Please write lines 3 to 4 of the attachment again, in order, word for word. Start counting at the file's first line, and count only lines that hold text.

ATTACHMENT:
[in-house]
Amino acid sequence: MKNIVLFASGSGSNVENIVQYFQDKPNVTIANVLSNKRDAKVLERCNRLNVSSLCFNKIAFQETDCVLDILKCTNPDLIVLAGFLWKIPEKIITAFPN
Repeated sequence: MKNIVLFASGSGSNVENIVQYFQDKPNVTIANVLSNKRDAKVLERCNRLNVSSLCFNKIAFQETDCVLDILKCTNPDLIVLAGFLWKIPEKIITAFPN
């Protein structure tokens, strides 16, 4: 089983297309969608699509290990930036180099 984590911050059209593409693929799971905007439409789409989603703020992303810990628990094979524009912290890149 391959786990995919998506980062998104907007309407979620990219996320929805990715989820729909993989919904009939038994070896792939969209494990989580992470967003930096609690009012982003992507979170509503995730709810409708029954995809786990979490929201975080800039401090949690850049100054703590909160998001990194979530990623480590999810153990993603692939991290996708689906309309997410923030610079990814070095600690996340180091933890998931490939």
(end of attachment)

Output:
Repeated sequence: MKNIVLFASGSGSNVENIVQYFQDKPNVTIANVLSNKRDAKVLERCNRLNVSSLCFNKIAFQETDCVLDILKCTNPDLIVLAGFLWKIPEKIITAFPN
């Protein structure tokens, strides 16, 4: 089983297309969608699509290990930036180099 984590911050059209593409693929799971905007439409789409989603703020992303810990628990094979524009912290890149 391959786990995919998506980062998104907007309407979620990219996320929805990715989820729909993989919904009939038994070896792939969209494990989580992470967003930096609690009012982003992507979170509503995730709810409708029954995809786990979490929201975080800039401090949690850049100054703590909160998001990194979530990623480590999810153990993603692939991290996708689906309309997410923030610079990814070095600690996340180091933890998931490939």